The University of Manchester has been accused of being “totally disrespectful” to Palestinian students for allowing an on-campus event celebrating one of the founding events that led to the creation of Israel.
The Manchester Balfour 100 event, which will be held on the main campus by a pro-Israel group, is part of several commemorations planned around the UK to mark the writing of a letter considered to be one of the milestone of the Zionist movement.
In 1917, foreign secretary Arthur Balfour released a public letter which committed the British government to helping to establish a “national home” in the historical region of Israel, then part of British-controlled Palestine.
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The anniversary is a day of celebration for Zionists - but for Palestinian nationalists and their advocates, the Balfour Declaration marked a shift in Western policy which would ultimately lead to the displacement of Palestinian people to carve out modern Israel.
The university said the space had been hired by a private group and that the Balfour 100 event “has no connection to, nor is it endorsed by, the University”.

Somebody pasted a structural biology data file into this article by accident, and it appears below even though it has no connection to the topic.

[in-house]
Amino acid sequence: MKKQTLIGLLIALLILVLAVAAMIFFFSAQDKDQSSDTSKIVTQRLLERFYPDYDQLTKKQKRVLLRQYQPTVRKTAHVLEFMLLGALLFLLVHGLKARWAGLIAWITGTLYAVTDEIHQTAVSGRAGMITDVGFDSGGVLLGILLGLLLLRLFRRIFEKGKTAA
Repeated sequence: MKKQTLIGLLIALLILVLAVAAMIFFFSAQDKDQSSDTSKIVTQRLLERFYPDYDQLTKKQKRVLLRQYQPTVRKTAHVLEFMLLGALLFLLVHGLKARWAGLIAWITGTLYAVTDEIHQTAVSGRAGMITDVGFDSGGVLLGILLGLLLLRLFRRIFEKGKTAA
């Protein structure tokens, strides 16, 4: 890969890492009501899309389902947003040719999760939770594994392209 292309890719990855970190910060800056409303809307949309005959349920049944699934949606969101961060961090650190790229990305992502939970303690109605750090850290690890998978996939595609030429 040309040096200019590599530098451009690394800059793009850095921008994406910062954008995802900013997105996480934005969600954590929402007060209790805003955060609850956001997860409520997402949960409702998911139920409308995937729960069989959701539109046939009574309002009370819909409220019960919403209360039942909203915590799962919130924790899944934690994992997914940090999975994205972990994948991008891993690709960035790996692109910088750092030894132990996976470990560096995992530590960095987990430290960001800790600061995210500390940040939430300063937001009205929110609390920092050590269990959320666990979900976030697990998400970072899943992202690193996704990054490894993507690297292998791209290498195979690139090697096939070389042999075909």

However, Ayham Madi, a Palestinian student at the university, told Al Jazeera that he was hurt and offended that the university would sanction the hiring of a campus building for a “totally disrespectful” celebration.
“My grandfather owned land in Palestine and it was taken away from him with no right to do so, my father was born in a refugee camp and spent most of his life in one,” he said. “All this is as a result of the Balfour Declaration.”
An umbrella group of student organisations has written an open letter to the university, demanding that it cancels the event at the earliest opportunity.
Although Balfour’s declaration specified that “nothing shall be done which may prejudice the civil and religious rights of existing non-Jewish communities in Palestine”, the foreign policy he established towards the Middle East was weighted heavily in favour of the Zionist cause.
In a 1919 memorandum, Balfour wrote that Zionism and its goal of creating a modern Isreael was “of far profounder import than the desires and prejudices [sic] of 700,000 Arabs who now inhabit that ancient land,” the New Statesman reports.
Outrage over planned commemorations around the UK has sparked criticism as far away as the Palestinian territories themselves.
Nationalist party Fatah expressed “grave dismay” and called on “Arab people everywhere to demonstrate outside British embassies to express their utter rejection of that promise and its ramifications”.
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